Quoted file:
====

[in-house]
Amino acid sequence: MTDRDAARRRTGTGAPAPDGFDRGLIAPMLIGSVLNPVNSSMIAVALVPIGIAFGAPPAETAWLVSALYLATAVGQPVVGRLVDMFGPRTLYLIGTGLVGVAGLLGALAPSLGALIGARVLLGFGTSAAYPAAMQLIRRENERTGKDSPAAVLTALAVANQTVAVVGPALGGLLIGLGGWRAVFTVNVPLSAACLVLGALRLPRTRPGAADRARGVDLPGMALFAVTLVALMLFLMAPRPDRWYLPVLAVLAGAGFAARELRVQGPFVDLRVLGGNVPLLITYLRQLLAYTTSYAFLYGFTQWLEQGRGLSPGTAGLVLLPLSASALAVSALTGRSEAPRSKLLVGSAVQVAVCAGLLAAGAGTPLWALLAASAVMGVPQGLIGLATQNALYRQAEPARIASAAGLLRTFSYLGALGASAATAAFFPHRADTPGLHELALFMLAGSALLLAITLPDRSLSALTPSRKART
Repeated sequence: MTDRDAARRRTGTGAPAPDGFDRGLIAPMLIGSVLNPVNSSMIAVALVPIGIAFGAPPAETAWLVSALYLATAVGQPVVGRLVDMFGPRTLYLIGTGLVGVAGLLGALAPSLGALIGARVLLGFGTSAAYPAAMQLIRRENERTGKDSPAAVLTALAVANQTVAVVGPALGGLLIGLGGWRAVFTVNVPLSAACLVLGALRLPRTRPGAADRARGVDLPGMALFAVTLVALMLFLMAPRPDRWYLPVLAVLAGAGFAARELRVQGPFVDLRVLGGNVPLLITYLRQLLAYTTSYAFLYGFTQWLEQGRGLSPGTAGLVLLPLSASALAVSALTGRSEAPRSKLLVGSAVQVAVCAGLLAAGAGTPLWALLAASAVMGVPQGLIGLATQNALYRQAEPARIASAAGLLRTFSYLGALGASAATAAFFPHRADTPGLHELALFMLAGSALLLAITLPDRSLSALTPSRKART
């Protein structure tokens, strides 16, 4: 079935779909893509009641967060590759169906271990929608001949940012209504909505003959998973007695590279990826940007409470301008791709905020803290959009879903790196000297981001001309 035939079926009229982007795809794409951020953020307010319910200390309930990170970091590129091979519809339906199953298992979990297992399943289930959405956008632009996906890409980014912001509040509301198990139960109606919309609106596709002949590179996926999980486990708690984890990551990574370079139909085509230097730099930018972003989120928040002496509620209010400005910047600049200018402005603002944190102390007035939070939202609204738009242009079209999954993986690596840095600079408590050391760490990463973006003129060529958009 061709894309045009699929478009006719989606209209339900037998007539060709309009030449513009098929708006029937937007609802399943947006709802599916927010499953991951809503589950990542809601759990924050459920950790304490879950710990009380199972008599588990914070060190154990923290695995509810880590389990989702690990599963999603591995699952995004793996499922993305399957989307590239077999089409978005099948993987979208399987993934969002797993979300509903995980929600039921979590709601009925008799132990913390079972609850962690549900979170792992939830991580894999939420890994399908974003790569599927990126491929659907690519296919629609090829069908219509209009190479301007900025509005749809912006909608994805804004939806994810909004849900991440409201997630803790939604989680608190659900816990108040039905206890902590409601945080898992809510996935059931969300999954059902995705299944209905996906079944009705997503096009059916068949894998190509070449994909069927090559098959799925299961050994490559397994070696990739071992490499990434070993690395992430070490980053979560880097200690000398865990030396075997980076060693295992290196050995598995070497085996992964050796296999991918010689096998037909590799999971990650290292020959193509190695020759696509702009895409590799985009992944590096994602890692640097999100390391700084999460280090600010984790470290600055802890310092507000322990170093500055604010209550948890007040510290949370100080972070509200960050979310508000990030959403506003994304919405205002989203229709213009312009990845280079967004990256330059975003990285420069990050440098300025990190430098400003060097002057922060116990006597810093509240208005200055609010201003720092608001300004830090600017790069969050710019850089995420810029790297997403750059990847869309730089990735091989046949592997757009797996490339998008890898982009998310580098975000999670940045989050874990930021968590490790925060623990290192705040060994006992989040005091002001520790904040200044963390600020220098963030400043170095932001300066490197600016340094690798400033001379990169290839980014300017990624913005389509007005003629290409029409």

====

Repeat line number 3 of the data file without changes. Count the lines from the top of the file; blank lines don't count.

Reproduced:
Repeated sequence: MTDRDAARRRTGTGAPAPDGFDRGLIAPMLIGSVLNPVNSSMIAVALVPIGIAFGAPPAETAWLVSALYLATAVGQPVVGRLVDMFGPRTLYLIGTGLVGVAGLLGALAPSLGALIGARVLLGFGTSAAYPAAMQLIRRENERTGKDSPAAVLTALAVANQTVAVVGPALGGLLIGLGGWRAVFTVNVPLSAACLVLGALRLPRTRPGAADRARGVDLPGMALFAVTLVALMLFLMAPRPDRWYLPVLAVLAGAGFAARELRVQGPFVDLRVLGGNVPLLITYLRQLLAYTTSYAFLYGFTQWLEQGRGLSPGTAGLVLLPLSASALAVSALTGRSEAPRSKLLVGSAVQVAVCAGLLAAGAGTPLWALLAASAVMGVPQGLIGLATQNALYRQAEPARIASAAGLLRTFSYLGALGASAATAAFFPHRADTPGLHELALFMLAGSALLLAITLPDRSLSALTPSRKART